Jocelyn Solis-moreira, Inverse.com, Sep 27, 2021
Fitness gurus, diet books, and well-meaning relatives may tell you that losing weight is a matter of math: You take calories in through food and drink, you expel calories out through exercise (and the basic act of staying alive).
But let’s be real: How many diets have you been on that have dramatically cut calories only for nothing to happen to your waistline? While you count them, know that shedding the extra fluff isn’t so easy and the reason you might not be losing weight is not a lack of trying but to do with daily exposure to certain obesity-promoting chemicals.
New evidence gathered by Leonardo Trasande, Director of the NYU Center for the Investigation of Environmental Hazards, shows that the same household products we all use all of the time emit chemicals that increase your risk for obesity and obesity-related diseases. Trasande identifies these chemicals and their sources in the home - making them a little easier to get out of your house and perhaps help you lose weight.
“The old ‘calories in, calories out’ mantra for obesity prevention neglects the crucial role of chemical exposures as a third leg of the stool,” Trasande says in a statement accompanying the research. Trasande declined to be interviewed for this story.
These chemicals are called obesogens, and removing them from your environment may be both easier and more effective than a grueling fad diet ever could be, according to Trasande.
“In contrast to diet and physical activity interventions, which can hard to be implemented, let alone, sustain, levels of obesogens in food packaging and other materials can be modified through regulation,” he says.
Trasande’s evidence was presented Friday, September 24 at the 59th Annual European Society for Paediatric Endocrinology Meeting.
In the paper, Trasande presents new data to suggest a link between everyday exposure to specific chemicals and obesity. These chemicals include bisphenols, phthalates, and perfluorooctane sulfonic acid (PFOS), and all of them cause the way the body stores fat and metabolizes energy to go awry.
While you may have never heard of obesogens before reading this story, chances are you’ve been exposed to them. Everyday household products from laundry detergent to the food we eat release obesity-promoting chemicals.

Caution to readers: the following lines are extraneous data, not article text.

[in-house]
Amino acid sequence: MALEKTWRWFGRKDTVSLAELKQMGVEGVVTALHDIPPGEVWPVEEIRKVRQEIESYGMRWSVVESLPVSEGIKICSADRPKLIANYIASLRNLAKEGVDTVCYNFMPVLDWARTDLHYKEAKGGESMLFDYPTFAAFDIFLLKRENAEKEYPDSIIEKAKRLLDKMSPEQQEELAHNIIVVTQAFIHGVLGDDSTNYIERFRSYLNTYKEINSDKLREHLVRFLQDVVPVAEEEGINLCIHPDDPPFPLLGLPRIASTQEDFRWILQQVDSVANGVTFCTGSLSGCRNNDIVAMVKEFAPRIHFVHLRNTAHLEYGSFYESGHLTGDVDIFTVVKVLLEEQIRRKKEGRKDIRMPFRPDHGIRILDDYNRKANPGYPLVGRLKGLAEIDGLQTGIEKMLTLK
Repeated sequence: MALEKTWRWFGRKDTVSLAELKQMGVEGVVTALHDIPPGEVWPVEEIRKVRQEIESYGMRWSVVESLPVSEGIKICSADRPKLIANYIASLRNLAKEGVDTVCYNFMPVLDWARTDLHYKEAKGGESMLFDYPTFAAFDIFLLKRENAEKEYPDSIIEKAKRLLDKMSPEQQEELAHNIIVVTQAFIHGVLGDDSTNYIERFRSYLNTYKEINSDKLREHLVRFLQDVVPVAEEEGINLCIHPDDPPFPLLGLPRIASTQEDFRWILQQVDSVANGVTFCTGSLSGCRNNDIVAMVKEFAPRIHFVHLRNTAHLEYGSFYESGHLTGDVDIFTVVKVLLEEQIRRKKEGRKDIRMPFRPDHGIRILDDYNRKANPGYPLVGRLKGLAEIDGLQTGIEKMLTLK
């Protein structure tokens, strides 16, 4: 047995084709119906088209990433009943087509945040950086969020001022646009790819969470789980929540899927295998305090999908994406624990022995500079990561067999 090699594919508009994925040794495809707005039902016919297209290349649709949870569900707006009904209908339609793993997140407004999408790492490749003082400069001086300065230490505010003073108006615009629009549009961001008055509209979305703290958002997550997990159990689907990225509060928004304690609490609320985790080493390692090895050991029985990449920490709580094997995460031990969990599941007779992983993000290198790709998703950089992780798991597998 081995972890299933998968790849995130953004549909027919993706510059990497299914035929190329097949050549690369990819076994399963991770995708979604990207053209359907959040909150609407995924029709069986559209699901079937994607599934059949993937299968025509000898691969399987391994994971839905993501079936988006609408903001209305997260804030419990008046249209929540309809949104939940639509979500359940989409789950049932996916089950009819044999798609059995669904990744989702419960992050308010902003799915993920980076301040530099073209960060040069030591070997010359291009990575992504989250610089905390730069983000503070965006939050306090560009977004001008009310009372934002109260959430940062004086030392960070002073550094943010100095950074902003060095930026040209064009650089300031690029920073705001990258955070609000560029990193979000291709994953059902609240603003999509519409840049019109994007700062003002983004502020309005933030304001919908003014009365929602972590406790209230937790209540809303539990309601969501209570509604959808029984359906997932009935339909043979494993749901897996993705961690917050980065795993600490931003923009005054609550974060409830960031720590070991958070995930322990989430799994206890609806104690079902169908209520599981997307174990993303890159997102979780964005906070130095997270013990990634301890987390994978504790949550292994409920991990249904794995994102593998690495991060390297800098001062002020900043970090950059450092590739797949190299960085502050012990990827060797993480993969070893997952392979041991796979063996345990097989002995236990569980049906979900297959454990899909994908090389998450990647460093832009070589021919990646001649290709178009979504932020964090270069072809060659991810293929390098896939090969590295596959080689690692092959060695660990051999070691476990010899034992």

There are steps people can take to minimize exposure to obesity-producing chemicals. In a 2020 paper, Trasande and his co-authors write that just buying more organic food can help at an individual level. But of course, this might not be an option available to everyone.
Sapna Shah, an endocrinologist for Paloma Health who was not involved in the study, tells Inverse there are two other, less expensive, ways you can bring down your exposure to obesogens:
“Many cosmetics, lotions, hair care products, and toothpaste brands contain phthalates, triclosan, and other harmful chemicals,” Shah explains. “Often fabrics listed as flame retardant or stain-resistant can contain EDCs.”
It’s easy to feel overwhelmed by the sheer number of items these chemicals are in, but there are resources to guide you, Shah says.
“I also like to use ewg.org as a resource if I’m not sure about something.”
Here’s the Background Obesity-promoting chemicals affect the body by modifying the endocrine system, which is to do with hormones. Your metabolism is one of many bodily functions regulated by hormones.
When these chemicals come in and disrupt your body’s hormones, it increases your risk of developing cognitive issues, reproductive problems, and immune problems.
“In addition to causing weight gain, endocrine-disrupting chemicals may also increase [the] risk for diabetes, cardiovascular disease, and hypertension,” Shah says.
Worryingly, these chemicals are more common than scientists initially believed. To date, there are about 1,000 chemicals found in man-made products that disrupt hormone levels.
Here are the three most common obesity-promoting chemicals you might come across:
Bisphenols are found in plastic water bottles, food storage containers, and the aluminum lining of soda cans and other canned foods. So while drinking a can of carbonated water may seem like the healthier option compared to full-fat cola calorie-wise, both cans of soda may contain bisphenols.
Bisphenols exposure is linked to an increased risk of adult diabetes and other data also suggest babies exposed to these chemicals are more likely to be obese later on in life.
Phthalates are found in soaps, body washes, makeup, and other personal hygiene products.
Phthalates are associated with obesity, especially in women. Adults exposed to phthalates are also at a higher risk for diabetes. Additionally, prenatal exposure to phthalates may increase the risk for childhood obesity.
PFOS are found in nail polish, eye makeup, nonstick pans, and cleaning products.
Trasande’s research makes the case that change is needed at an institutional level. For example, developing new testing strategies to identify obesity-promoting chemicals and restricting the amount available in everyday products would go a long way to bringing down people’s exposure to these almost unavoidable substances.
In the Lancet paper published in August 2020 and linked above, Trasande and colleagues explain that regulations to limit the levels of synthetic chemicals in household products could influence public health.
These policy recommendations include:
“Although systematic evaluation is needed of the probability and strength of these exposure-outcome relations, the growing evidence supports urgent action to reduce exposure to [endocrine disrupting chemicals],” Trasande and his team write.
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